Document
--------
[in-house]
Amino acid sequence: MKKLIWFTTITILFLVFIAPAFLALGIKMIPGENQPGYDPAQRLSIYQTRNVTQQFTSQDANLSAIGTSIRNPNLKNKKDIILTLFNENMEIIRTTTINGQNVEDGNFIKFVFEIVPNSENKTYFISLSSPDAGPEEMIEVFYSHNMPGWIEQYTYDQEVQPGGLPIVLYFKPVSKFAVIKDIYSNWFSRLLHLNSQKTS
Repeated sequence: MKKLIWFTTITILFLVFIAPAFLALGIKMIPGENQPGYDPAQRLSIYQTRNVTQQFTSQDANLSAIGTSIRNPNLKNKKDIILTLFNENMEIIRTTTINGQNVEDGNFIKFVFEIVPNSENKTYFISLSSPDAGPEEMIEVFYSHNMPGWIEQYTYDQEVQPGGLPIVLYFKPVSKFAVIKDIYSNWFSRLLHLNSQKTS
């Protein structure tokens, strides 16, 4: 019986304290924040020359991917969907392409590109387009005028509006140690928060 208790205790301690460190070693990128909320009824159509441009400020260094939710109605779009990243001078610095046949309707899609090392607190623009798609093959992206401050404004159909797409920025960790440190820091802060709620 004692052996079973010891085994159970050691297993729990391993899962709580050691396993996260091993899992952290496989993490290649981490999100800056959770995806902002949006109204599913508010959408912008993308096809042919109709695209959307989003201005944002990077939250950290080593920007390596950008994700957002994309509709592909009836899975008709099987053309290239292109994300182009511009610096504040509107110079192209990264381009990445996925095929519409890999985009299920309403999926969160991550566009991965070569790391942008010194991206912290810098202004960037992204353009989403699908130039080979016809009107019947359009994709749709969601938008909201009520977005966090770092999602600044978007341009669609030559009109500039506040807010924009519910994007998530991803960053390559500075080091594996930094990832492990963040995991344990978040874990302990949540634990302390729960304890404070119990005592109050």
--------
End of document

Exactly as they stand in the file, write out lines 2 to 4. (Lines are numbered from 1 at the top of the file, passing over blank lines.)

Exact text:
Amino acid sequence: MKKLIWFTTITILFLVFIAPAFLALGIKMIPGENQPGYDPAQRLSIYQTRNVTQQFTSQDANLSAIGTSIRNPNLKNKKDIILTLFNENMEIIRTTTINGQNVEDGNFIKFVFEIVPNSENKTYFISLSSPDAGPEEMIEVFYSHNMPGWIEQYTYDQEVQPGGLPIVLYFKPVSKFAVIKDIYSNWFSRLLHLNSQKTS
Repeated sequence: MKKLIWFTTITILFLVFIAPAFLALGIKMIPGENQPGYDPAQRLSIYQTRNVTQQFTSQDANLSAIGTSIRNPNLKNKKDIILTLFNENMEIIRTTTINGQNVEDGNFIKFVFEIVPNSENKTYFISLSSPDAGPEEMIEVFYSHNMPGWIEQYTYDQEVQPGGLPIVLYFKPVSKFAVIKDIYSNWFSRLLHLNSQKTS
């Protein structure tokens, strides 16, 4: 019986304290924040020359991917969907392409590109387009005028509006140690928060 208790205790301690460190070693990128909320009824159509441009400020260094939710109605779009990243001078610095046949309707899609090392607190623009798609093959992206401050404004159909797409920025960790440190820091802060709620 004692052996079973010891085994159970050691297993729990391993899962709580050691396993996260091993899992952290496989993490290649981490999100800056959770995806902002949006109204599913508010959408912008993308096809042919109709695209959307989003201005944002990077939250950290080593920007390596950008994700957002994309509709592909009836899975008709099987053309290239292109994300182009511009610096504040509107110079192209990264381009990445996925095929519409890999985009299920309403999926969160991550566009991965070569790391942008010194991206912290810098202004960037992204353009989403699908130039080979016809009107019947359009994709749709969601938008909201009520977005966090770092999602600044978007341009669609030559009109500039506040807010924009519910994007998530991803960053390559500075080091594996930094990832492990963040995991344990978040874990302990949540634990302390729960304890404070119990005592109050």